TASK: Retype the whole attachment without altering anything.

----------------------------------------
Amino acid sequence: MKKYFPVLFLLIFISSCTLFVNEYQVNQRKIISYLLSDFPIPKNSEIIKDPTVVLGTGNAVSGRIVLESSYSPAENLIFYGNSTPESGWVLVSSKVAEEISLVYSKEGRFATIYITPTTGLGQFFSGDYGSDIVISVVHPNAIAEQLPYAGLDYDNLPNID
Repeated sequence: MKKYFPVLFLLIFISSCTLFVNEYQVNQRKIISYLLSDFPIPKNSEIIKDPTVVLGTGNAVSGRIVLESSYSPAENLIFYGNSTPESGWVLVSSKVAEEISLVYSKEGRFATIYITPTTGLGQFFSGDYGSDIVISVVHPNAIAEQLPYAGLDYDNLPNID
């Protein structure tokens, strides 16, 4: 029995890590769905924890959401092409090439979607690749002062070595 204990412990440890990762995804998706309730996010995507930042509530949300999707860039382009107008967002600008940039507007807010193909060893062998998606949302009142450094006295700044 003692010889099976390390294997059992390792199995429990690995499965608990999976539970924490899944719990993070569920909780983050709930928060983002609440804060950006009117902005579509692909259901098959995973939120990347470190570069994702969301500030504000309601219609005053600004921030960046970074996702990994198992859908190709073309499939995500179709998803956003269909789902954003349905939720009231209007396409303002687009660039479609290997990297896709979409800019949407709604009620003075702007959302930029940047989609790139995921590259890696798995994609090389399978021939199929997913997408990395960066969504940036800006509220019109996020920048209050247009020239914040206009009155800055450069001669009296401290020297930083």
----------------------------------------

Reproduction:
Amino acid sequence: MKKYFPVLFLLIFISSCTLFVNEYQVNQRKIISYLLSDFPIPKNSEIIKDPTVVLGTGNAVSGRIVLESSYSPAENLIFYGNSTPESGWVLVSSKVAEEISLVYSKEGRFATIYITPTTGLGQFFSGDYGSDIVISVVHPNAIAEQLPYAGLDYDNLPNID
Repeated sequence: MKKYFPVLFLLIFISSCTLFVNEYQVNQRKIISYLLSDFPIPKNSEIIKDPTVVLGTGNAVSGRIVLESSYSPAENLIFYGNSTPESGWVLVSSKVAEEISLVYSKEGRFATIYITPTTGLGQFFSGDYGSDIVISVVHPNAIAEQLPYAGLDYDNLPNID
């Protein structure tokens, strides 16, 4: 029995890590769905924890959401092409090439979607690749002062070595 204990412990440890990762995804998706309730996010995507930042509530949300999707860039382009107008967002600008940039507007807010193909060893062998998606949302009142450094006295700044 003692010889099976390390294997059992390792199995429990690995499965608990999976539970924490899944719990993070569920909780983050709930928060983002609440804060950006009117902005579509692909259901098959995973939120990347470190570069994702969301500030504000309601219609005053600004921030960046970074996702990994198992859908190709073309499939995500179709998803956003269909789902954003349905939720009231209007396409303002687009660039479609290997990297896709979409800019949407709604009620003075702007959302930029940047989609790139995921590259890696798995994609090389399978021939199929997913997408990395960066969504940036800006509220019109996020920048209050247009020239914040206009009155800055450069001669009296401290020297930083």